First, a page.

GOODWYN: The search warrant issue potentially compromised the drug evidence found in the shed. Then Mark Lesher, the trail attorney, sent a shockwave through the small Red River County courthouse.
On behalf of the Richardson brothers, he filed a $2 million civil rights lawsuit against the district attorney, the sheriff and the Clarksville chief of police, all of whom participated in the raid.
Then the news got even worse for Red River County. The AG's office told Judge Miller that except for Kevin Calloway, who had already confessed, prosecutors were going to dismiss the charges against the Richardson family.
Prosecutors wrote the judge that they were dismissing the charges, quote, "in the interest of justice." But the judge in the case made it clear to prosecutors and defense lawyers both, that he had no intention of backing off.
Mr. LESHER: A judge can sit a case, but the judge can't force that case to trial. I've never seen a motion to dismiss, signed and executed by the D.A., that's never been signed by the judge. It's always just pro forma.
GOODWYN: State Judge John Miller refused to accept the attorney general's decision to drop the case. That ruling was so unusual, it lifted legal heads around the state. But the judge was just getting started.
He told defense lawyers that he was going to replace the attorney general's office and appoint a new special prosecutor; someone who would agree to prosecute all the members of the Richardson family, not just their half-brother.
The judge approached one of Vergil Richardson's defense lawyers and asked him to step into a deserted jury room. Judge Miller told lawyer Clyde Lee that he wanted to cut a deal.
Mr. CLYDE LEE (Defense Attorney): He then started referring to the fact that he still had in his hand the dismissal orders that the attorney general had sent to him, and informed me that he would be more inclined to sign those with respect to Vergil, if Vergil weren't involved in the civil rights lawsuit.
GOODWYN: Less says Miller was offering a quid pro quo. Vergil, the now-former high school basketball coach, would dismiss his civil rights lawsuit, in return the judge would dismiss the criminal charges. But Vergil said no. So a few weeks later, the judge offered a different deal.
Mr. LEE: He then got real specific in saying that my client should testify against the other co-defendants, with respect to their drug activity and what he knew had to be true.
GOODWYN: While it is standard for prosecutors and defense lawyers to negotiate plea deals, that's not usually the judge's role. Judge Miller did not respond to repeated requests by NPR for comment.
But the question remains: Why would a judge insert himself so provocatively into a case?
Bill Hankins is a reporter for The Paris News in nearby Paris, Texas. He's covered the story more closely than any other. Hankins believes this is about more than just race.
Mr. BILL HANKINS (Reporter, The Paris News): This is a poor county, Red River County. And I think - now, this is my opinion - but I think he's concerned about the lawsuit eating up funds that they don't have.
GOODWYN: As for the repeated overtures from Judge Miller to defense lawyer Clyde Lee - outside the confines of court - Hankins says it has to be understood in the context of a small town.
Mr. HANKINS: I'm going to say that it has been done many times before, but it is not the proper way to do it. And I'm going to say that Red River County has a history of doing things probably in ways that don't follow the book.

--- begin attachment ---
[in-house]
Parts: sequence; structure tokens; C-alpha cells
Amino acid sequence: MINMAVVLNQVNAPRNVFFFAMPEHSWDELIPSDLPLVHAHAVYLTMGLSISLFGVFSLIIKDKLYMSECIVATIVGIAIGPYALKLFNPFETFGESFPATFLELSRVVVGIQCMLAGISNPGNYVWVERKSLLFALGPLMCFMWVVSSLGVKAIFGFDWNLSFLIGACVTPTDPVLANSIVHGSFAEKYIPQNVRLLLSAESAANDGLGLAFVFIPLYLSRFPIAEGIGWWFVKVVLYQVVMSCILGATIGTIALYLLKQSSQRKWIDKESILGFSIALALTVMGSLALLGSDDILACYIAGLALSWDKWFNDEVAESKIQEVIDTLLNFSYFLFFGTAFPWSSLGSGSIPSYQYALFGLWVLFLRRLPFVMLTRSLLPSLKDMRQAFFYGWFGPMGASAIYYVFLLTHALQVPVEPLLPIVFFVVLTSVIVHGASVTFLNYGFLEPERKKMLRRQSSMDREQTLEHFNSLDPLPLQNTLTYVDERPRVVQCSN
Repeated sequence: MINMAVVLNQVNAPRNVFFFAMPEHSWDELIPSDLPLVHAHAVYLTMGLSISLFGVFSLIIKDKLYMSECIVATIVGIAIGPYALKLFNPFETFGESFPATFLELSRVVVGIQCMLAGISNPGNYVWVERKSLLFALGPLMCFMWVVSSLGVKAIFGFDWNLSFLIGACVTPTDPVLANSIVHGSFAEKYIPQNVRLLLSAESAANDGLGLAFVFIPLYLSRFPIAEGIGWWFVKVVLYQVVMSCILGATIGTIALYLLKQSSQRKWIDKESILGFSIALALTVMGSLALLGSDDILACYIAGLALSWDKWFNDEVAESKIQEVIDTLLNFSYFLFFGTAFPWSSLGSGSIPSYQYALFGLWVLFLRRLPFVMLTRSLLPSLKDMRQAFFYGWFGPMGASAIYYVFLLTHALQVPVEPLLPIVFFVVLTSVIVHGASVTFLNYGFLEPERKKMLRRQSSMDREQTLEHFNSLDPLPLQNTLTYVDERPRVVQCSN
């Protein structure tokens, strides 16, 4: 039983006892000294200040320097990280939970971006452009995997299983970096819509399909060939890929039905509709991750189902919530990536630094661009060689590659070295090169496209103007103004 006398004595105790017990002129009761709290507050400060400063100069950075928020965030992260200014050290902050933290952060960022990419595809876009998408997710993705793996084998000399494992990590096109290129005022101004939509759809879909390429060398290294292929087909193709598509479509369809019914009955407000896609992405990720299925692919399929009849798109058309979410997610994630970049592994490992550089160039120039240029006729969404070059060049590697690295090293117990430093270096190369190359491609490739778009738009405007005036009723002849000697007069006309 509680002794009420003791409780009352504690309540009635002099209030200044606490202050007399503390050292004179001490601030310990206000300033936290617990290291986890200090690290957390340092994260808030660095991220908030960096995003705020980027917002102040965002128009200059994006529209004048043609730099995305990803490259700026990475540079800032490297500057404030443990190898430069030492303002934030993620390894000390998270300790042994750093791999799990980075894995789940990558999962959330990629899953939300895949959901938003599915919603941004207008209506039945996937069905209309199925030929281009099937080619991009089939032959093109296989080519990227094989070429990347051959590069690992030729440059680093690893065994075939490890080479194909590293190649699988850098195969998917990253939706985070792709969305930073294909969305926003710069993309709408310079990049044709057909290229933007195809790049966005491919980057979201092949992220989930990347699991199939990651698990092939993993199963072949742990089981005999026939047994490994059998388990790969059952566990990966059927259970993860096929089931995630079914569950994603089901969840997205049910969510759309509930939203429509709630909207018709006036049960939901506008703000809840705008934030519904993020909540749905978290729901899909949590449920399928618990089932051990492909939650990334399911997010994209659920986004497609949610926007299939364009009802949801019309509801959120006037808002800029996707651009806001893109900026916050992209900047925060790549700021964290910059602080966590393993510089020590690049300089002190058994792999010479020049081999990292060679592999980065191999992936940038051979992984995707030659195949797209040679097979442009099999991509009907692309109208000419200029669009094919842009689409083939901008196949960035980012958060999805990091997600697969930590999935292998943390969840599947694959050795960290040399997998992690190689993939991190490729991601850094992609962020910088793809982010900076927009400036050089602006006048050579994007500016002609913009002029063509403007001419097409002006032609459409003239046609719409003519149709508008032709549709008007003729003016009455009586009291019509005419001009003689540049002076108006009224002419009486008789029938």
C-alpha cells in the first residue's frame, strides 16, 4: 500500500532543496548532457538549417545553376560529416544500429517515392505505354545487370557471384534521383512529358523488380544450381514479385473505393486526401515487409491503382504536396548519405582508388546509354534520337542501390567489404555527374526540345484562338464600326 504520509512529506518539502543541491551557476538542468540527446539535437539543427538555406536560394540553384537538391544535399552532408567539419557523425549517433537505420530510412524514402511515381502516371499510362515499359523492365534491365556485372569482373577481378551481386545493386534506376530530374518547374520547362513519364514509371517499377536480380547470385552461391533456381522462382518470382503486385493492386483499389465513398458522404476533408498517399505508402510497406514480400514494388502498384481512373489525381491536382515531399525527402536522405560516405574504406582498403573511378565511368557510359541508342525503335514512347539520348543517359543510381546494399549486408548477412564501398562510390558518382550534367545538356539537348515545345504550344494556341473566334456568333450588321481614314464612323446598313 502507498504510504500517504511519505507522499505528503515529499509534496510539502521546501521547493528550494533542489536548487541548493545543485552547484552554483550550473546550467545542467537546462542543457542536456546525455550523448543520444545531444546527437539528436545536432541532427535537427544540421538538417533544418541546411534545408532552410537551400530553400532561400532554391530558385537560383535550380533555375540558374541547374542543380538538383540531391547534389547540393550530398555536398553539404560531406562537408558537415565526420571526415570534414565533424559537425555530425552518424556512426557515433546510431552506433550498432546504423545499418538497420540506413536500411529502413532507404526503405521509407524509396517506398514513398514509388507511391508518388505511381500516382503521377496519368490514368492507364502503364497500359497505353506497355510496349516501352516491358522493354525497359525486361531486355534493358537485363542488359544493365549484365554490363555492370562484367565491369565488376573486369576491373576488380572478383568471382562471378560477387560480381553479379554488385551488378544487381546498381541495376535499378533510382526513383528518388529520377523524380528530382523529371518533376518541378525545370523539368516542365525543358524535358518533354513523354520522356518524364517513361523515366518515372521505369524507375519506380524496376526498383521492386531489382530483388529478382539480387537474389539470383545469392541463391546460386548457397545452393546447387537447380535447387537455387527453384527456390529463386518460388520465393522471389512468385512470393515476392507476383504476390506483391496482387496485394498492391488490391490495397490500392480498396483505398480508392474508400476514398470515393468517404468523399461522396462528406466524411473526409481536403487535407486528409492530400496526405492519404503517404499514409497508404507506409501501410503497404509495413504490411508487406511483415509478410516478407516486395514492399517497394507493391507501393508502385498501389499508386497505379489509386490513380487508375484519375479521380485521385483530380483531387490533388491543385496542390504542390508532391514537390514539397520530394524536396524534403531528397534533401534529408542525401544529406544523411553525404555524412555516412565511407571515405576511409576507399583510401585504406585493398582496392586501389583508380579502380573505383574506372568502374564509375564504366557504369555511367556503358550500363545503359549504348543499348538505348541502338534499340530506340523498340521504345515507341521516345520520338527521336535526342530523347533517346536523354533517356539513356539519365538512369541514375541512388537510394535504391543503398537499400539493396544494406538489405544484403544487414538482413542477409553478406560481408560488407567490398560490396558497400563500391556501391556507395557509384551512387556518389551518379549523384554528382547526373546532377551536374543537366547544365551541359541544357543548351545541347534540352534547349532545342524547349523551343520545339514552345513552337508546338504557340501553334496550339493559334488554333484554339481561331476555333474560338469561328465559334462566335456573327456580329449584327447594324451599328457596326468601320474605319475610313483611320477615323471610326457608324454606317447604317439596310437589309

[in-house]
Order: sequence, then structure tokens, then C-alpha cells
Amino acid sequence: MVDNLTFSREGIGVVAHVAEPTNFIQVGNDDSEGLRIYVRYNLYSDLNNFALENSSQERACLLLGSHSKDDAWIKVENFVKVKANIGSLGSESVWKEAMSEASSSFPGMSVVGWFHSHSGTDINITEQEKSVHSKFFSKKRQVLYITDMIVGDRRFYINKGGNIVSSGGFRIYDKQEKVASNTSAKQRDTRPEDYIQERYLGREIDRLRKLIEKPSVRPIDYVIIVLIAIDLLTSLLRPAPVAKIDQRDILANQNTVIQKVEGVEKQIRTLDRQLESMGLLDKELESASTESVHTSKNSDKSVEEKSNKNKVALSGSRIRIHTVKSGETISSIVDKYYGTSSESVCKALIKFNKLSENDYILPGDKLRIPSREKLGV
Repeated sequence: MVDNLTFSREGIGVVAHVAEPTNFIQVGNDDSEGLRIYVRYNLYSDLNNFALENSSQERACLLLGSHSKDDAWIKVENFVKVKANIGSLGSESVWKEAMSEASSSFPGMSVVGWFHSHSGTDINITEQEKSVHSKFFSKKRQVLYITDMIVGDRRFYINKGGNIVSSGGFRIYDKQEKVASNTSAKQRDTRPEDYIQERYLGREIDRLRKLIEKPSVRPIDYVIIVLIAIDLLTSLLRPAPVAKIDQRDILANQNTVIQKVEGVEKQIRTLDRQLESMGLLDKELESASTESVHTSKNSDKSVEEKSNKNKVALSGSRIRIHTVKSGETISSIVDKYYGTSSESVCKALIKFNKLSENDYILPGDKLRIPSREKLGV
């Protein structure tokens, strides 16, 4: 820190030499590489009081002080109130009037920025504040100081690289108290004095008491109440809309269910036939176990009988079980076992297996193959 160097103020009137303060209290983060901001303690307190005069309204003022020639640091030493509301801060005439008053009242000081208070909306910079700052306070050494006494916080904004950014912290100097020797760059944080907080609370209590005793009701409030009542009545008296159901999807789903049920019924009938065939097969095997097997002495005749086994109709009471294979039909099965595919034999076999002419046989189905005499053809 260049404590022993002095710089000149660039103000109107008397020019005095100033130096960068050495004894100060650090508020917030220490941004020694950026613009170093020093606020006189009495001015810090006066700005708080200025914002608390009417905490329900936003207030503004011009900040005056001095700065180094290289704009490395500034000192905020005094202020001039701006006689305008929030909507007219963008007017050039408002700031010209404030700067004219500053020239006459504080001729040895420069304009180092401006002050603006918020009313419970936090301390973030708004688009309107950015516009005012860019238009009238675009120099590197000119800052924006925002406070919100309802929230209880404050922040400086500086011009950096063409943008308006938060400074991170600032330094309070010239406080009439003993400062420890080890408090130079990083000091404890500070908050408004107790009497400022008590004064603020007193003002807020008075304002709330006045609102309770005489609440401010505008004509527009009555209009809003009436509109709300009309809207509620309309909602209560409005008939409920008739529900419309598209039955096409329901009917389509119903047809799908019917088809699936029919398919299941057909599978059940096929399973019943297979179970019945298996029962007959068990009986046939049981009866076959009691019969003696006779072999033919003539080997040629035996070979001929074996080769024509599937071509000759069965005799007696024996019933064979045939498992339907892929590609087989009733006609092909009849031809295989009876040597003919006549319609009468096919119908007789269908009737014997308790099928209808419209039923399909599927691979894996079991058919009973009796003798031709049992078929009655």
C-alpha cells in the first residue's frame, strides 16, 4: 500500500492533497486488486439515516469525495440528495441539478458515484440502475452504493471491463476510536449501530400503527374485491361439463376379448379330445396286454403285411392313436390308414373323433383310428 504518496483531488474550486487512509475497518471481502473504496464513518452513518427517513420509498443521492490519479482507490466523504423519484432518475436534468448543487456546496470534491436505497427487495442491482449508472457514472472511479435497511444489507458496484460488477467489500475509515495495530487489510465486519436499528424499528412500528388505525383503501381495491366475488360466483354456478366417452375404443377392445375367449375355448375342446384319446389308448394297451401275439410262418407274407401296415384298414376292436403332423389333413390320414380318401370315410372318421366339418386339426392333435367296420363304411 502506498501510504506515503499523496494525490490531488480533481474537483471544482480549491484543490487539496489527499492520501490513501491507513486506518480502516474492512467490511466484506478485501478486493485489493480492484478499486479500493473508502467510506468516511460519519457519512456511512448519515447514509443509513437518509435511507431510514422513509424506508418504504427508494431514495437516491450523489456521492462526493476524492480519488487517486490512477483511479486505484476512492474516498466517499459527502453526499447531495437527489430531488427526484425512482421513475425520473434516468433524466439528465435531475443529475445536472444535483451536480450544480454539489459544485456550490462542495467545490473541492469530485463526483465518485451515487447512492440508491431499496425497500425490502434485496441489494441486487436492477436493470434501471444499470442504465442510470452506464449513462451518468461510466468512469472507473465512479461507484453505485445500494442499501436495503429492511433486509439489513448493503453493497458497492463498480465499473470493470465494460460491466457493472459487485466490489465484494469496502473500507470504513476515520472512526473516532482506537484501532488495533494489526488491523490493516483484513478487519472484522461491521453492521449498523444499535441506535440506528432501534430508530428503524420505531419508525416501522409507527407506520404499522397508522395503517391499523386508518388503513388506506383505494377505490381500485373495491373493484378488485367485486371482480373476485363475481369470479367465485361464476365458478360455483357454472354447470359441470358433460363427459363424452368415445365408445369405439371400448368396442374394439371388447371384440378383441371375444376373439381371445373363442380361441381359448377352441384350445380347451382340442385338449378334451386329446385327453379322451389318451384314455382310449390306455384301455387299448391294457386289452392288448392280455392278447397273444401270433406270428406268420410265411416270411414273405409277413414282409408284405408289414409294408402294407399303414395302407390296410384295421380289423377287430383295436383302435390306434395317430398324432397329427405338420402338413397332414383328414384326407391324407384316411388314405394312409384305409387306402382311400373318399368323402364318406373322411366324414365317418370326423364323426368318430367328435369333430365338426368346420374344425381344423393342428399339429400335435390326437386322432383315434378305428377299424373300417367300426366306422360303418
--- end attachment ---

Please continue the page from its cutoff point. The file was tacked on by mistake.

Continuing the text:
GOODWYN: In Hankins' view, the Richardsons are actually bit players in their own drama. The leading roles go to the two powerful political interests in the white community - the judge and D.A. on one side, and the high-profile trial lawyers on the other.
If that's true, at this point, the trial lawyers began to gain the upper hand. Alleging judicial bias, they requested Judge Miller be removed. And in a case of unlikely allies, state prosecutors supported the defendants' request to recuse to Judge Miller.
When a new judge was appointed, that judge didnt even bother to hold a dismissal hearing. He told the Texas Attorney General's Office to mail him its motions to dismiss, and last month he signed them.
And, oh so quietly, the Richardson's three-year nightmare was over. But for them, it's not really over.
Mr. MARK RICHARDSON: I had said the other day, I told my wife that I might need to go see a psychiatrist because every time a cop get behind me, they'll run my license plate, they're going to stop me because those charges will show up.
GOODWYN: Like his brother, Mark Richardson had never been in trouble with the law. He'd always thought that African-Americans in east Texas exaggerated when they told stories about local law enforcement. He's a different man now.
Unidentified Man: Do you think this is about being black?
Mr. M. RICHARDSON: Yes, yes. I mean, I didn't want - I think so. I think - and that's so sad because I didn't really believe that at first. That's why it's so hard for me to say that, but it's true. They don't like blacks.
GOODWYN: Mark Richardson puts the heels of his hands up to his eyes and weeps.
(Soundbite of crying)
GOODWYN: It will take time for the Richardsons to get their lives back. Vergil hopes to once again coach high school basketball. Two years after he was fired, his team went on to win the state championship without him. As for Mark, he'd like to sell the house in Clarksville and put his hometown in his rearview mirror. Now, it is the Richardson's turn to seek justice in an East Texas courtroom. Their civil rights lawsuit against the Red River County district attorney, the sheriff and the chief of police begins early next year.
Wade Goodwyn, NPR News, Dallas.
BLOCK: Wade also had a disturbing encounter while he was interviewing the Richardson brothers on the sidewalk behind their former high school. He writes about that in his reporter's notebook at npr.org.